December 9, 2022
Skagit County Health Officer Recommends Wearing Masks Indoors to Reduce Respiratory Illness Risk
Communities across our state and nation are experiencing an unprecedented surge in viral respiratory illnesses, including respiratory syncytial virus (RSV), influenza, and COVID-19. As a result, our local emergency departments, urgent care clinics, and walk-in clinics are severely strained, and many have reached full capacity.
"I recommend that everyone wear a high-quality, well-fitting mask when around others in indoor spaces to protect yourself and others" says Dr. Leibrand, Skagit County Health Officer. "As a reminder, N95s and KN95s provide you the best protection".
In addition, we urge you to take the following actions to prevent illness.
- Stay up to date on your vaccinations. Vaccinations are your best defense against flu and COVID-19.
- Everyone 6 months and older should be vaccinated against COVID-19 and flu and those who are eligible for an updated COVID-19 booster should get it now.
Skagit County Public Health provides no-cost, no insurance required COVID-19 vaccines for everyone 6 months and older.
- To schedule an appointment, please visit https://prepmod.doh.wa.gov/appointment/en/clinic/search or call (360) 416-1500 for assistance.
- To find a flu vaccine provider near you, visit vaccines.gov.
- Stay home from work and school if you have symptoms of COVID-19, Influenza, or RSV. Test for COVID-19 if you develop symptoms.
- Order no-cost at-home test kits at https://sayyescovidhometest.org/. If you have insurance, your insurer is required to cover the cost of 8 at-home tests for each person enrolled in your plan each month. Some insurance plans will also cover the cost of tests at pharmacies like Walgreens and CVS. Please contact your health insurance provider for information regarding the specifics of coverage for at-home COVID-19 tests, as coverage varies by provider.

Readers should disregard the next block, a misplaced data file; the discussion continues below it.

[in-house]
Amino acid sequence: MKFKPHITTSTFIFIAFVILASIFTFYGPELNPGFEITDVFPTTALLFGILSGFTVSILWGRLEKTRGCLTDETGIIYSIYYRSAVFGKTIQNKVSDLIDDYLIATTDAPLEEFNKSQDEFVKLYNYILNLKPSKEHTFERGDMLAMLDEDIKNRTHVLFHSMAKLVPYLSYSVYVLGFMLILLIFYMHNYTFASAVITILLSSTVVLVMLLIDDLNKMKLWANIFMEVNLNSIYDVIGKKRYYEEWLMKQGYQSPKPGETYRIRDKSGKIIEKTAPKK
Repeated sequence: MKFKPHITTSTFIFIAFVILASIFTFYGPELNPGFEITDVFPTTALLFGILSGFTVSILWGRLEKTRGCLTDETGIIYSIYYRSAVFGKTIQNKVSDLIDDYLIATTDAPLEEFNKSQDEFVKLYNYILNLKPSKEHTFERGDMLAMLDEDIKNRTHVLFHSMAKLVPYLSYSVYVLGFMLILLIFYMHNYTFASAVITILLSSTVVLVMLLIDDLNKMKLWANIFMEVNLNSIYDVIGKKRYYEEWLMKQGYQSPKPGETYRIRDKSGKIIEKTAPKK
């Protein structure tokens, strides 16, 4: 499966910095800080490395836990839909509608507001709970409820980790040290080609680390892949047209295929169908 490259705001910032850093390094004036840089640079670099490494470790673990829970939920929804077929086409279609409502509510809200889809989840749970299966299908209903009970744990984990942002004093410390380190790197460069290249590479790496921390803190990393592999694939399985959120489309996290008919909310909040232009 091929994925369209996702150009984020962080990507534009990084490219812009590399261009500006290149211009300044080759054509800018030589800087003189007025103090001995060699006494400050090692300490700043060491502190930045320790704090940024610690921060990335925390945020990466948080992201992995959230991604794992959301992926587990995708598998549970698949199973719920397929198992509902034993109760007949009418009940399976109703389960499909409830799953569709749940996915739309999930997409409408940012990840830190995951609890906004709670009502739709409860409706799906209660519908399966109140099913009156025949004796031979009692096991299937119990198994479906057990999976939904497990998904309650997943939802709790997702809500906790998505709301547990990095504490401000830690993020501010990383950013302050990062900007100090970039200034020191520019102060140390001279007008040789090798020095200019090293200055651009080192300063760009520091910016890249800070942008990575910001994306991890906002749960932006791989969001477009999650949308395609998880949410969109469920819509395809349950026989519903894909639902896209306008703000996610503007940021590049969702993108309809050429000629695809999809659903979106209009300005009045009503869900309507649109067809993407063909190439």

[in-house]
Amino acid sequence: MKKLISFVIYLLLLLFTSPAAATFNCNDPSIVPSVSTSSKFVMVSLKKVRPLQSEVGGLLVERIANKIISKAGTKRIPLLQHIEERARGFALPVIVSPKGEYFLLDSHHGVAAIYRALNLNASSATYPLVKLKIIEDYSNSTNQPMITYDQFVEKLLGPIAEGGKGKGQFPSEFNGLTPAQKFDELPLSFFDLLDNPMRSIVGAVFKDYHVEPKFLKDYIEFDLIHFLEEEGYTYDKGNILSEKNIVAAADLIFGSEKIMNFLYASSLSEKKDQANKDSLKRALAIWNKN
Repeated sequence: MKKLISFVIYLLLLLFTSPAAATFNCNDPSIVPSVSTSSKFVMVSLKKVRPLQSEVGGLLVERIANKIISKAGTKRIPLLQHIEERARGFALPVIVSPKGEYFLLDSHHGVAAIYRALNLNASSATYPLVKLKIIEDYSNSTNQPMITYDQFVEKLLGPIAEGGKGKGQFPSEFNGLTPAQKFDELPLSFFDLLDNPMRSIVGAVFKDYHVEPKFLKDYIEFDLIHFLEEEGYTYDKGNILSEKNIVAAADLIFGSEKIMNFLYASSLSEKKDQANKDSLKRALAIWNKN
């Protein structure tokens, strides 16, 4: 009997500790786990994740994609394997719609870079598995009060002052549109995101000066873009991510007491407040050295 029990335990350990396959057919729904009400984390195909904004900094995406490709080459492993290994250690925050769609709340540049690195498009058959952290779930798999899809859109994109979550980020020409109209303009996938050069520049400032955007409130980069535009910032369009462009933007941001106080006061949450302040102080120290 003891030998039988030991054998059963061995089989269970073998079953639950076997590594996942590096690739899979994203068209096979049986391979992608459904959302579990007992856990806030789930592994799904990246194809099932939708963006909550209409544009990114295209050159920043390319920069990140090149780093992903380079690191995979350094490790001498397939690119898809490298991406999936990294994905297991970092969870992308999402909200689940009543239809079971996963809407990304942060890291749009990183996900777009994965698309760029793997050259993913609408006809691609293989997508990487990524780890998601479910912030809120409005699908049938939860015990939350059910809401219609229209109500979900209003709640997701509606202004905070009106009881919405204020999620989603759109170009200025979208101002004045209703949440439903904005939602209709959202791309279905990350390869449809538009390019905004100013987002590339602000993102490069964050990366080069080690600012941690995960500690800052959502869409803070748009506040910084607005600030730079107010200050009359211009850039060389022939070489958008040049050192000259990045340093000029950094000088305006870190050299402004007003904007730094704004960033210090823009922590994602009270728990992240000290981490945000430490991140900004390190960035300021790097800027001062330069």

- COVID-19 testing is also available throughout the county. To find a COVID-19 testing location near you, visit https://doh.wa.gov/emergencies/covid-19/testing-covid-19/testing-locations.
- Wash hands often and cover coughs and sneezes. If hand washing isn't available, use hand sanitizer.
- Clean and disinfect surfaces that are touched frequently.
- Have a plan for treatment for COVID-19 and Influenza, especially if you are at increased risk for severe complications.
- Think about others and protect the most vulnerable. Don't put the very young, elderly, individuals who are pregnant, or those who have fragile health at risk.
- Know when and where to seek appropriate care. Your primary care provider is the best place to go for non-urgent care, which includes illnesses like the cold or flu. If your primary care provider is not available, urgent care and walk-in clinics are a good alternative. For life-threatening emergencies, including difficulty breathing, loss of consciousness, severe cuts and burns, and mental health concerns, the emergency department is appropriate.
In addition to RSV and influenza, new COVID-19 variants are taking hold and immunity from past vaccination is waning for many people who have not yet received an updated booster shot. In Western Washington, the surge in these viruses is resulting in many illnesses, with a record number of schools reporting more than 10% absenteeism this fall. This impact extends to businesses, workers, families, and our entire community. Everyone eligible for the COVID-19 updated booster should get it now. To schedule COVID-19 updated booster appointment, visit prepmod.doh.wa.gov/appointment/en/clinic/search or call (360) 416-1500 for assistance.
Working together and using multiple, layered strategies to limit the spread and impact of these viruses will provide benefits to us all this fall and winter respiratory virus season and will help relieve serious stress on our healthcare system.
We all play a part in keeping our community safe and healthy. Thank you to everyone for doing what you can to help.